Is a diminutive, soft-voiced recent college grad really the answer to the over-crowding problem in the Adirondack High Peaks?
She might be part of it. Naomi Hodgson is one of the new, home-grown “front country stewards” stationed at critical spots on busy hiking weekends. Their job is to direct hikers to right-sized hikes for their experience and skill level, recommend necessary gear and preparation, and provide critical pointers and friendly advice.
“I don’t get so many flip flops here,” she said. “Just sneakers, which is not so bad, really. I haven’t seen a person with flip flops in a while. “
In 2020, the Adirondack trails were overwhelmed with hikers looking for Covid-safe recreation.People were lined up long before dawn for trails in the High Peaks.Highways turned into parking lots, and wilderness rangers into meter maids.
Then in 2021, with Covid still a presence in the Northeast, the hiker crisis evaporated.
The crazy busy hiker weekends were gone.Keene Supervisor Joe Pete Wilson says he towed only one (ONE!) car from the Garden trailhead in 2021.That place is usually a combat zone.
Scarlet fever is something we don’t have to think about any more. However, more than 100 years ago, this childhood killer struck fear into the hearts of parents everywhere, including the little town of Keene.
On March 4, 1912, in the face of a frightening scarlet fever outbreak, the Keene Town Board of Health took emergency action. The Board ordered “that the church, school houses, library, neighborhood house and Keene Valley Club House shall be closed until further notice.”
Today, in the midst of our Covid-19 turmoil, the disputes over vaccines, masks, and other government-scientific recommendations, it is hard to imagine a citizen board of health exercising that kind of power—to declare the church and the schools and the library closed. Boom. “Mo(tion) carried,” says the official one-page document, hand-written in pencil.
Thanks to the NYS Archives, a talented climbing and photographic team in Keene, and relentless volunteers, the Hurricane Fire Tower has a new fire-sighting map table that offers hikers a special look at the tower’s role in saving the Adirondack Forest.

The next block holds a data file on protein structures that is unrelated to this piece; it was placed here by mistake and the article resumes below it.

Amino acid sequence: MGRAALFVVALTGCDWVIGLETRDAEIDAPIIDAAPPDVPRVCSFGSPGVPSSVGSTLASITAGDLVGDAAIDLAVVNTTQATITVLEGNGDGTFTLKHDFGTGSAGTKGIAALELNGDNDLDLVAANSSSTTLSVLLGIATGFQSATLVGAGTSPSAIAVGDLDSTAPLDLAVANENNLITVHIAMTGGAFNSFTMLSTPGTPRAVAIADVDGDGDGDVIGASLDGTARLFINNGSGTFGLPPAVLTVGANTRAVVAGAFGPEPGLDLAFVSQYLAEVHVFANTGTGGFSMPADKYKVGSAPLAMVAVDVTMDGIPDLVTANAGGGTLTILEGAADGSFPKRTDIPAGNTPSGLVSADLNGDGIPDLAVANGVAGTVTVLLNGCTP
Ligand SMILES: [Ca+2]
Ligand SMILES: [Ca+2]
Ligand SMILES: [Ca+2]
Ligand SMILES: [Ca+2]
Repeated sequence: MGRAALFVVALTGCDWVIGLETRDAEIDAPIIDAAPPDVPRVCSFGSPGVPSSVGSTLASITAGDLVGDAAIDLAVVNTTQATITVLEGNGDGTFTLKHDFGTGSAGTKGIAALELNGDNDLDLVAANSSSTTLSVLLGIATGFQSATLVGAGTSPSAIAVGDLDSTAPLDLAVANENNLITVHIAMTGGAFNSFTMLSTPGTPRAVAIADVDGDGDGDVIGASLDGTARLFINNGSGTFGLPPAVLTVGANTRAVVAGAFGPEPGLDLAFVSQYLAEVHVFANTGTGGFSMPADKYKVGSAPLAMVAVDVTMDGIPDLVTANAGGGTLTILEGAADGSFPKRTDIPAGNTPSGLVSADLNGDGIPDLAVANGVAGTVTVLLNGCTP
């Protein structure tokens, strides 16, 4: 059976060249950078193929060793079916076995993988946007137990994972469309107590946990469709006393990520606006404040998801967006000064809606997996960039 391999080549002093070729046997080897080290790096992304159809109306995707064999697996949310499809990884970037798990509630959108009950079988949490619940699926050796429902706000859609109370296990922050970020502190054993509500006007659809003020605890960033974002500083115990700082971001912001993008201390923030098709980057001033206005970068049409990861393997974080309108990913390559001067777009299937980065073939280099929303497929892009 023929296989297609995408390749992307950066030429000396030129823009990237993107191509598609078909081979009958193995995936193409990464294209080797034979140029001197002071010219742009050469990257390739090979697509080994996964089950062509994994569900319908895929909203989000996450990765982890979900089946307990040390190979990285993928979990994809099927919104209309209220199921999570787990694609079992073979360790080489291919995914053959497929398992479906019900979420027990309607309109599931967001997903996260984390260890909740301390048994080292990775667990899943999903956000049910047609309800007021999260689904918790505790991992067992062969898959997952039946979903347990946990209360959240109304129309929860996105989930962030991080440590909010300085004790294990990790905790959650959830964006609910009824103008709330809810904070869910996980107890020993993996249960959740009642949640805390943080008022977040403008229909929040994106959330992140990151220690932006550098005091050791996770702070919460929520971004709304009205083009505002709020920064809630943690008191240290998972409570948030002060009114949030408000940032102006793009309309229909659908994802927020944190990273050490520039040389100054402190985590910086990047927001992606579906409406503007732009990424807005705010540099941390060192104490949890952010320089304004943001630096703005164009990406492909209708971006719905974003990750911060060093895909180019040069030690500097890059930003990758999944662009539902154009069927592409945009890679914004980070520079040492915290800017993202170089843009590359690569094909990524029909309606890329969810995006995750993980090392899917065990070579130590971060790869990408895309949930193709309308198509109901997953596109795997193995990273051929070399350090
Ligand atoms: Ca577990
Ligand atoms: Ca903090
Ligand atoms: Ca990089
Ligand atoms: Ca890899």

Friends of Hurricane will be participating again this year in the annual lighting of the fire towers. This will be the 8th Annual Lighting of the Fire Towers which will include towers in the Adirondacks and the Catskills.
A lantern will light the 102 year old Hurricane tower on Saturday, September 4th from 9 pm until 9:30 pm.
People are invited to hike up and see the lighting at close range or view it from vantage points in Keene, Elizabethtown and areas to the east and near Lake Champlain. The tower is also visible from multiple surrounding smaller peaks.
The event is meant to showcase the history of fire towers around the state. They were erected early in the early 20th century, as fires ravaged hundreds of thousands of square miles of wild forest.
Anyone who is interested in helping with the lighting or has any questions about the lighting can contact Mary Jean Bland at email@example.com
This year we are celebrating New York State’s acquisition of John Brown Farm 125 years ago. And it is good that we are.
But let us also recall a 200th Anniversary linked to the John Brown Farm – a connection that has particular importance this year as we witness a voter suppression spree around our country. Two hundred years ago, that was us–our New York ancestors–enacting explicit rules to keep blacks from voting.
John Brown and his family came here to the Adirondacks as part of an effort to counteract New York State-sponsored suppression of voting rights for black men.
We are now seeing a wave of voter suppression efforts in states controlled by Republican legislators fearful of losing their majority power. Well, guess what? That’s exactly what was going on here in good old New York back in the early 1800’s. We New Yorkers apparently were leaders in voter suppression. We even put it into the state constitution! That’s more than the states are doing today.
Hurricane Mountain’s fire tower continued to benefit in 2017 from a strong partnership between dedicated community volunteers and the state Department of Environmental Conservation.
The tower restoration project also attracted generous financial support from the 46er Trust and daughters of the Longware family that organized the “Save the Tower” Campaign back in the early 2000’s. » Continue Reading.
Late spring of 1845 found Gerrit Smith, a leader of the Liberty Party, touring the North Country in search of disaffected “Whigs and Democrats, whose intelligence and Christian integrity will not permit them to remain longer in their pro-slavery connections.”
Smith, from Peterboro, in Madison County, traveled from Saratoga Springs, through Glens Falls and then into Essex and Clinton counties on his quest to build a credible third party, a devoted anti-slavery party. His report, printed in the Albany Patriot in late June, details the villages his visited, the people he met, and the difficulties he faced. » Continue Reading.
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